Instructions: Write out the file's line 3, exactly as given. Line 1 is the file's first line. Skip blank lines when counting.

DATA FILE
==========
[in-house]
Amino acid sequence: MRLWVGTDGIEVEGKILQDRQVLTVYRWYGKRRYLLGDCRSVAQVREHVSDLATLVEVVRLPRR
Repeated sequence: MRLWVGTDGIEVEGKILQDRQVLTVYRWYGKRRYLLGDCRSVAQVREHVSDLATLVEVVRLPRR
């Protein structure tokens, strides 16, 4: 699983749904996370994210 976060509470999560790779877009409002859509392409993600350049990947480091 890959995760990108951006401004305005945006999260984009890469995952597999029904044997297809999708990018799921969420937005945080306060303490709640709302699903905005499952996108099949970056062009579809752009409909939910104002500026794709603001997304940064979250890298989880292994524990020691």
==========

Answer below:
Repeated sequence: MRLWVGTDGIEVEGKILQDRQVLTVYRWYGKRRYLLGDCRSVAQVREHVSDLATLVEVVRLPRR